The Old Man insisted on calling her Marcy. Marissa wasn’t in a position to argue with him.
“I’m just reminding you, again sir, that in order to arrive at the signing on time, we need to leave in,” She glanced at the cell phone in her hand, “three minutes.”
He just kept on smiling and forked another pancake onto his plate.
“Marcy, relax. Have a pancake. They’re delicious.” He winked at the cook who blushed.
The Old Man sat at the kitchen table in the tiny B&B he’d spontaneously chosen – instead of the fancy hotel the publishing house paid for. The cook/owner bent over backwards for the famous author, but Marissa had never seen her boss so angry.
You can’t just give in to the Old Man’s every whim! You’re his handler, Handle him!
“We don’t have time, sir.”
“Marcy, sit!” The old man barked, “You’re hovering like a mother hen.”
The commanding tone took her by surprise and she sat without thinking. He took her empty plate, put a pancake on it, and put it in front of her.
“Eat!” he said.
“I don’t eat carbs,” she said, cringing at the whine she heard in her own voice. The Old Man made her feel like a teenager despite her twenty years of experience in the book selling industry.
The Old Man snorted. “Marcy, you are an idiot.”
She’d been called an idiot and worse before. But for some reason, this client got to her.
No, I’m not, sir,” she snapped. “You are a rich old man used to getting your own way and you don’t care that your actions, or rather lack of action, will make me suffer.”
“How will my enjoyment of these fine pancakes make you suffer, exactly?” He said, still smiling.
She glanced at her phone where the messages from her boss were already piling up. “If we are late, again, I will get into trouble, again, with my boss, with the signing planners, and with your fans.”
He laughed and said, “I will tell them it was my fault.” He waved his fork in the air, a benevolent wizard with a magic wand.
Marissa shook her head. “I will still be blamed. Because you cannot be blamed.”
The old man sighed around his smile and looked down at his plate, “I am sorry for your suffering.” He punctured another piece of pancake, “But I am going to enjoy these pancakes.”
He looked back up at her, a hard glint in his watery blue eyes. “I am very old. These might be the last pancakes I ever have. We will leave when I feel it is time to leave. They will wait. The world will not end if I am late. In fact, I might, if I feel like it, take a stroll through that lovely garden down there,” he gestured through the window behind Marissa, “and skip the signing altogether.”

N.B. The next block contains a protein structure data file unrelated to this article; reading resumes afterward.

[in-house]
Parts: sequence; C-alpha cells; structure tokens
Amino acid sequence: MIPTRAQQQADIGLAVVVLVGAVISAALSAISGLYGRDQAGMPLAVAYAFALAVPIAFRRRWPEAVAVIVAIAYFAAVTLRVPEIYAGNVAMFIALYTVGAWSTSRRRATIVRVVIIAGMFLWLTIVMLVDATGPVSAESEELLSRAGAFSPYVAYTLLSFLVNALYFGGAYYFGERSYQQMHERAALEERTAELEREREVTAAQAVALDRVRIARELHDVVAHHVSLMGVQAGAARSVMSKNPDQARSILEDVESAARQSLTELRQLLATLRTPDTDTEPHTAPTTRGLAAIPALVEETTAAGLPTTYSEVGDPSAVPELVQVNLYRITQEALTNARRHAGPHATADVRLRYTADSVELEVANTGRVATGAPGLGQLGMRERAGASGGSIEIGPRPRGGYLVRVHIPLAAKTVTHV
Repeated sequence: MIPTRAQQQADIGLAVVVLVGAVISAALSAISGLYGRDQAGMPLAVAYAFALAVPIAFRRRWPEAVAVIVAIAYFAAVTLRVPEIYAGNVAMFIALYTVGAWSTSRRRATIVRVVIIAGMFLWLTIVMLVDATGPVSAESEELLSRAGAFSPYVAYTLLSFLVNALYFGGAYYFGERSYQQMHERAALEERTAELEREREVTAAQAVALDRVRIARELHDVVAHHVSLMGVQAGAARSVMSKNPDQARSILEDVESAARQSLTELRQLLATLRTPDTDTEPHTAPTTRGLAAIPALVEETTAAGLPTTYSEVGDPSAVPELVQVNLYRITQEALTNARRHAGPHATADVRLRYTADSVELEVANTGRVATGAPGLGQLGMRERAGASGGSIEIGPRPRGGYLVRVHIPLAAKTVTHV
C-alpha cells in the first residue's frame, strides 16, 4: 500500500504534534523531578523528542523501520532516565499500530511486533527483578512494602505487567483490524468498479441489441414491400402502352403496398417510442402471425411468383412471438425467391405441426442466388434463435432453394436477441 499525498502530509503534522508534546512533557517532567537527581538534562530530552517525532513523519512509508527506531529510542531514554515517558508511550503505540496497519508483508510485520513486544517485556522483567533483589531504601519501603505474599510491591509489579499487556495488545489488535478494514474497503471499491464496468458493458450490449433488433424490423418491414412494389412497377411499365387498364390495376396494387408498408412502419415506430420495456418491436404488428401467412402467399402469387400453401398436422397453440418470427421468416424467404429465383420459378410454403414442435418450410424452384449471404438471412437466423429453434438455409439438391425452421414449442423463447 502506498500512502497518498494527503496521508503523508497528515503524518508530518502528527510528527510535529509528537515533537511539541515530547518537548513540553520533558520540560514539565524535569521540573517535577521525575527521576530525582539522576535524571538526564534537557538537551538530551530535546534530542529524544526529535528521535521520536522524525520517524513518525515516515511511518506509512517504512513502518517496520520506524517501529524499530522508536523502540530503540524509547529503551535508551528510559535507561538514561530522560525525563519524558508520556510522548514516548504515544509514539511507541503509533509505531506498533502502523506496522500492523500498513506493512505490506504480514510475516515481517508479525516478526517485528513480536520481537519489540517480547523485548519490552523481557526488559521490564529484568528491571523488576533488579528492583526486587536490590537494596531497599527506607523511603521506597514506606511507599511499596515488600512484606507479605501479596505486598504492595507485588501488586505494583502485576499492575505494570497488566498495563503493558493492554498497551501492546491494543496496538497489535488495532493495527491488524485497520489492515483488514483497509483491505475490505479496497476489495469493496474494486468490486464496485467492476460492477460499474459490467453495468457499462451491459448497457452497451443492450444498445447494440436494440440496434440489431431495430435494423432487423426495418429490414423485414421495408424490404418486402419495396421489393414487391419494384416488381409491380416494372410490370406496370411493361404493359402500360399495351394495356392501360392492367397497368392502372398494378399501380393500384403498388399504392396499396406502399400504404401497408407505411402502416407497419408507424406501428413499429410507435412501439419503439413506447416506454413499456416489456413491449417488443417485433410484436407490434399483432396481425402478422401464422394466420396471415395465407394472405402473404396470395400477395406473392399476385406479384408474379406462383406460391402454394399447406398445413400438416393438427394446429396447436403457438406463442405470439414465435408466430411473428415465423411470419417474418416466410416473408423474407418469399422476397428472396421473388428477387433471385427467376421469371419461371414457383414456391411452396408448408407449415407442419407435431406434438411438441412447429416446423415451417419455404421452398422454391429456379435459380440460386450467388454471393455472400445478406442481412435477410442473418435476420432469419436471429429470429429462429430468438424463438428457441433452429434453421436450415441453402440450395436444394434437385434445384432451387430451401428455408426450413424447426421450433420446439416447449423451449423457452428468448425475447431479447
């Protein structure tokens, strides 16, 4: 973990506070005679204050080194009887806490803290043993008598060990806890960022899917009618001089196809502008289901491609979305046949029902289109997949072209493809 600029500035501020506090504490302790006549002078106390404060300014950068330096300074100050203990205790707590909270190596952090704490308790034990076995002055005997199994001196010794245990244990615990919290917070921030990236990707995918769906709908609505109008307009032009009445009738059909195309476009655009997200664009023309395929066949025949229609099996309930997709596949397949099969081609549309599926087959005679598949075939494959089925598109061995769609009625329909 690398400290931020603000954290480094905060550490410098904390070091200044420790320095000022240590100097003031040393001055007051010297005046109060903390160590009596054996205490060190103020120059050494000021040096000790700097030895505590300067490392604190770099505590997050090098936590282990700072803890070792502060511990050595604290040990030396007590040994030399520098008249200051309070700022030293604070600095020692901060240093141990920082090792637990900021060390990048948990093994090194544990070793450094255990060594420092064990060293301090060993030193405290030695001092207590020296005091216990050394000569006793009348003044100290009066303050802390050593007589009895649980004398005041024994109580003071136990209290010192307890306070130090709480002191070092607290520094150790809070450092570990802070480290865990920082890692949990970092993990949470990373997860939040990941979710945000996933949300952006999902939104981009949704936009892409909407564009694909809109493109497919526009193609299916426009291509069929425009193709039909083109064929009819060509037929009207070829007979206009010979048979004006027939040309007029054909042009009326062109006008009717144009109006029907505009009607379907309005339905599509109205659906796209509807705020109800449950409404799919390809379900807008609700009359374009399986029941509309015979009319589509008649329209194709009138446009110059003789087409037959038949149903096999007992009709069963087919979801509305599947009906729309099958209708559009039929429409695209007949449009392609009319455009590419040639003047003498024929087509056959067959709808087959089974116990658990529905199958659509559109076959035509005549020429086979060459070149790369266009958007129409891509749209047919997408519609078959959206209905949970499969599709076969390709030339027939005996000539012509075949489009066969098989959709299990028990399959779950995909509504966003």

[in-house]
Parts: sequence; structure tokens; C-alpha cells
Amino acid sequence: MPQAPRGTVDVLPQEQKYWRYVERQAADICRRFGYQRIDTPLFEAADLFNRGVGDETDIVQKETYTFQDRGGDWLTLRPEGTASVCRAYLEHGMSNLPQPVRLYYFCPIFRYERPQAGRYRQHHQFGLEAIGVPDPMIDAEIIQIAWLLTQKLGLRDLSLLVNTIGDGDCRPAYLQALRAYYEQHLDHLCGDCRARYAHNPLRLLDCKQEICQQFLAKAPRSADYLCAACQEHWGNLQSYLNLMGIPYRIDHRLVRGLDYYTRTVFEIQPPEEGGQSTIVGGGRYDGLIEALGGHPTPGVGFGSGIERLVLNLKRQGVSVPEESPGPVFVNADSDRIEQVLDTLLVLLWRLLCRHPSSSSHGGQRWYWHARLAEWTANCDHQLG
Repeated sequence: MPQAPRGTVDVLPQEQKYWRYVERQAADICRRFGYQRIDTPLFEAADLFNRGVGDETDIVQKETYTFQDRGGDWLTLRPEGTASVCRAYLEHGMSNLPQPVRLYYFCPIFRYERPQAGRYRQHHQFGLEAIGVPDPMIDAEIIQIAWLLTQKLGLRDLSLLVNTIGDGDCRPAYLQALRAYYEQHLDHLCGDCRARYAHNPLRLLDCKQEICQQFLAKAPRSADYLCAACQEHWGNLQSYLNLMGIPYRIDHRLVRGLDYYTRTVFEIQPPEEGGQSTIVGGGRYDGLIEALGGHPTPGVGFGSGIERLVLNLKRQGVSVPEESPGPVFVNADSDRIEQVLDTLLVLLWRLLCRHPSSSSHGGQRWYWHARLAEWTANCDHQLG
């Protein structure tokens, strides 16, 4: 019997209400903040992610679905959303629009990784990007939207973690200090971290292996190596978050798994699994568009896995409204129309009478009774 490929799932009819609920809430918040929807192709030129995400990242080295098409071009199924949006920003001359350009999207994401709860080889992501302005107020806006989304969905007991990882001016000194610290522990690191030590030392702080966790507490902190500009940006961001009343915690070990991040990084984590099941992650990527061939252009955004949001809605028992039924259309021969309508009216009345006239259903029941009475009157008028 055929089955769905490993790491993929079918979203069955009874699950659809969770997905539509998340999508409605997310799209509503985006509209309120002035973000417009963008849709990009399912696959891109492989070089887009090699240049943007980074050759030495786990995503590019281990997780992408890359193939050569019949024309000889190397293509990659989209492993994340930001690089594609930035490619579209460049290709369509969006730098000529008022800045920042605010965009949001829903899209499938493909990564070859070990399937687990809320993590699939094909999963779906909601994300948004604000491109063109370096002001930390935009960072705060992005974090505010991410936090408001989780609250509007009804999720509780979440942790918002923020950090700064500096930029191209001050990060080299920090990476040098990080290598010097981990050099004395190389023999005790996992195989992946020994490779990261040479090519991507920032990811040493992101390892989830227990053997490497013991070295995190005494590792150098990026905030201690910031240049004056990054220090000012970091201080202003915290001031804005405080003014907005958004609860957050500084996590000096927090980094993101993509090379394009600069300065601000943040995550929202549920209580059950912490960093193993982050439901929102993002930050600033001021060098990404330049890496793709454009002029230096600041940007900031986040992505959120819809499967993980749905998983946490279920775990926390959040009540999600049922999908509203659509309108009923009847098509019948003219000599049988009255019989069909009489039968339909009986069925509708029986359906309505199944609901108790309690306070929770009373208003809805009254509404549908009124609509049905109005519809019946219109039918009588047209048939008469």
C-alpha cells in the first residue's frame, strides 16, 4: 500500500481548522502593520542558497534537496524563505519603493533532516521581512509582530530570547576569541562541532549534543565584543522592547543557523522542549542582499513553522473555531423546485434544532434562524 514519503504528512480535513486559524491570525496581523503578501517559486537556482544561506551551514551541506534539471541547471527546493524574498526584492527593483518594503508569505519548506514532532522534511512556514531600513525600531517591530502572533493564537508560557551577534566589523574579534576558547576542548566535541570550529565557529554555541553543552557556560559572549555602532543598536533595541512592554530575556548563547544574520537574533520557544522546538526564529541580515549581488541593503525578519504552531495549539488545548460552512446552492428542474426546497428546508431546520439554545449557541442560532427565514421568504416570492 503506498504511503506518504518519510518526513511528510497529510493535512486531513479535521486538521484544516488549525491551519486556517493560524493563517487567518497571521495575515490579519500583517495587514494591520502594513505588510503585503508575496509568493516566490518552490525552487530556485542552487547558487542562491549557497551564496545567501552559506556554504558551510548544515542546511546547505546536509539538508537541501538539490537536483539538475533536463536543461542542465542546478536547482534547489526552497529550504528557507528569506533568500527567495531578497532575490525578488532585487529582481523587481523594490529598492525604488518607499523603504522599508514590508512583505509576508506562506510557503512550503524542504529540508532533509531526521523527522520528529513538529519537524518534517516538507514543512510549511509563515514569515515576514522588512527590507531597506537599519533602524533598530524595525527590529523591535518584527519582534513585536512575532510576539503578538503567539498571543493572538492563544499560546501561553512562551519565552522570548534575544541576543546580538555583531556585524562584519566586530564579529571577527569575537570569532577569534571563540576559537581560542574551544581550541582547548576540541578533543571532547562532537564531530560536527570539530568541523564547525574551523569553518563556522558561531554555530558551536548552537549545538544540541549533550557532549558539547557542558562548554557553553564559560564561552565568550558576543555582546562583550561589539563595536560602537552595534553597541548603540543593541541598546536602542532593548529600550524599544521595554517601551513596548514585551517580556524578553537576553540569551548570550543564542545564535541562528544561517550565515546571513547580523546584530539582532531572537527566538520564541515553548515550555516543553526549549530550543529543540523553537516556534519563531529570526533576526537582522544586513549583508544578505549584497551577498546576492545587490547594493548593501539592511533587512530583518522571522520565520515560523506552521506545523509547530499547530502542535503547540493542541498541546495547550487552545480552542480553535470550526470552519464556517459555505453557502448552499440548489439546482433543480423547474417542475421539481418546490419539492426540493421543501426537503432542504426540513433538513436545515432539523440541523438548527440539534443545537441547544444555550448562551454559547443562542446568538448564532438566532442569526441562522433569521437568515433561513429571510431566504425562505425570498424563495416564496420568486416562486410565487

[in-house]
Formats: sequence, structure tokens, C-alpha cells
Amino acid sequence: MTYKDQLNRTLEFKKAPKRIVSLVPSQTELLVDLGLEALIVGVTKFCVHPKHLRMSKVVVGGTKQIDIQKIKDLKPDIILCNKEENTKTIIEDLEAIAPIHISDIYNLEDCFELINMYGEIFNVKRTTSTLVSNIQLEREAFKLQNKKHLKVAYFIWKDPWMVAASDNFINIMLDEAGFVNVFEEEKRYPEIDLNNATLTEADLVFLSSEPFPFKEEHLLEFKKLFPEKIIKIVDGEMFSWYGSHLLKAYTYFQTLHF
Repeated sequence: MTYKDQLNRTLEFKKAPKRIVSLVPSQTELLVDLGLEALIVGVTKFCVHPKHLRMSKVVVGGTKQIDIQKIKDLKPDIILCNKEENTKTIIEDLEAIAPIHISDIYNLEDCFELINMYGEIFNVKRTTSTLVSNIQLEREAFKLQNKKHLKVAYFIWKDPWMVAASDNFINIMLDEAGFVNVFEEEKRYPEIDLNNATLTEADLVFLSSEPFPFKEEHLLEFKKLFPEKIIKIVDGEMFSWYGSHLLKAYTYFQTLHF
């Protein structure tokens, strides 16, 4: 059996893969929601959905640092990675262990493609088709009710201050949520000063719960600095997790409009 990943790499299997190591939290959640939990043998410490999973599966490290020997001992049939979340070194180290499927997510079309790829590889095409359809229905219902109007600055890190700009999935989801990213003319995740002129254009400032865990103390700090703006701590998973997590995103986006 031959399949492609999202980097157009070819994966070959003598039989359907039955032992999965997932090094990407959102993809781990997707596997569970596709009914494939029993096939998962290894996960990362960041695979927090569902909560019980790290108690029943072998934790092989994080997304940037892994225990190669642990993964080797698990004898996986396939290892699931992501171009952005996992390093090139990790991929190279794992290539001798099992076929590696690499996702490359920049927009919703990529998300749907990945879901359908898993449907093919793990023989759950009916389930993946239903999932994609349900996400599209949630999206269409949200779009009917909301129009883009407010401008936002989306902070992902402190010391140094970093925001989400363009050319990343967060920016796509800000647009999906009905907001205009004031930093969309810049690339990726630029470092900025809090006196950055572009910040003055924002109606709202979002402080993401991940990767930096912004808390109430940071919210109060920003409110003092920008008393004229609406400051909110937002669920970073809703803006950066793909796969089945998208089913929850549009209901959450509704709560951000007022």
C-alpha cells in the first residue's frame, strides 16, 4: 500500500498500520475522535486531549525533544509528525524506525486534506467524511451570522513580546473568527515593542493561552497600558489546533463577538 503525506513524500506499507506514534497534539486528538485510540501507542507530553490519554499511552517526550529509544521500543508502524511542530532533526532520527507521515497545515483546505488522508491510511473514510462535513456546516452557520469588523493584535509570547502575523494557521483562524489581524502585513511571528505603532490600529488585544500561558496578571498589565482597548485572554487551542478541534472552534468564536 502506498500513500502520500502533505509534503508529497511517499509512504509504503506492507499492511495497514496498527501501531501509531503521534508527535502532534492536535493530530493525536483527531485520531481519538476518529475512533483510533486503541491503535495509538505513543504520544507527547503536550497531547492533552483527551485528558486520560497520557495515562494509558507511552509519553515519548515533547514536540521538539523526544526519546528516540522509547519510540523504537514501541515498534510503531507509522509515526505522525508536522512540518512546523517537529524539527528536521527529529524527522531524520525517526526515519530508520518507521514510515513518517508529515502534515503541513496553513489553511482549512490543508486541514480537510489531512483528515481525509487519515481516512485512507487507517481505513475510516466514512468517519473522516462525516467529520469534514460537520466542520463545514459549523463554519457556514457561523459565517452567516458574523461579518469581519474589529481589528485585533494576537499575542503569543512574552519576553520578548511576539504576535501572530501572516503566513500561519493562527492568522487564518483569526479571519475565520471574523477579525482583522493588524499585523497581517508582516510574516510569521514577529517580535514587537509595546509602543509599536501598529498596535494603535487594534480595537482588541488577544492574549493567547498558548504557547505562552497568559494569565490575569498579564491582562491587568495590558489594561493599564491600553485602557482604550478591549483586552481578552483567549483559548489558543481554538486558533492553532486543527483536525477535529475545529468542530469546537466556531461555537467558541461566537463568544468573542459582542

He put the forkful of pancake in his mouth.
Marissa turned to look out the window. She hadn’t noticed the garden. It was breathtakingly beautiful. Like a picture from a fairy tale, with flowers, miniature trees, and a winding path of white gravel. She felt relaxation seeping into her bones just by looking down at it.
It would be nice to take a stroll, to skip the signing. He was right, the world wouldn’t end. She could picture herself sitting there, enjoying the sun. But she knew what came after that. Boredom. She didn’t like to vacation on the beach. She didn’t like to wander.
The stress of work made her feel alive, needed, and useful. She lived alone, her job was her life, and she liked her life.
She stood and left the kitchen. While she waited, she called her boss and let the other woman vent her frustration with the Old Man on a patient ear.
Eventually the Old Man appeared, hat in hand, ready to go. Marissa took his arm and helped him to the waiting limo, but before closing the door on his smile, she said, “We are real. We do exist. We think and feel and breathe in and out.”
He looked at her, his smile questioning now.
“Just in case you forgot.”
The smile faltered.
“I enjoy schedules and plans,” she said. “I like planning things out ahead of time. I get tremendous satisfaction out of checking items off a list. This does not mean that I am living my life wrong.”
The words came out quickly – she knew the driver was anxious to depart, and she respected his anxiety.
“There is no wrong or right way to live a life.”
She started to close the door, then stopped and said, “And at your age, you really ought to know better.”
Daily Prompt: Comfort Zone - What are you more comfortable with — routine and planning, or laissez-faire spontaneity?